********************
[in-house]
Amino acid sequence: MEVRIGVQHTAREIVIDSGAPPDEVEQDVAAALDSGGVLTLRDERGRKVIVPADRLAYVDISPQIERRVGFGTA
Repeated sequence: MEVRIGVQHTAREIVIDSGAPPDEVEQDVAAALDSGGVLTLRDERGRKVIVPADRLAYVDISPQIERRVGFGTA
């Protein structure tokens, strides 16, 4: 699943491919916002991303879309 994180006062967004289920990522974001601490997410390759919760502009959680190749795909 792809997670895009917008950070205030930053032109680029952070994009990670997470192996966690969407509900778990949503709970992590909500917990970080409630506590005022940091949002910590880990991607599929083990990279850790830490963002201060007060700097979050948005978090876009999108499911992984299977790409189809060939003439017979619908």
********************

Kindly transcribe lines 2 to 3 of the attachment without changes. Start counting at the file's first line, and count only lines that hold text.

Amino acid sequence: MEVRIGVQHTAREIVIDSGAPPDEVEQDVAAALDSGGVLTLRDERGRKVIVPADRLAYVDISPQIERRVGFGTA
Repeated sequence: MEVRIGVQHTAREIVIDSGAPPDEVEQDVAAALDSGGVLTLRDERGRKVIVPADRLAYVDISPQIERRVGFGTA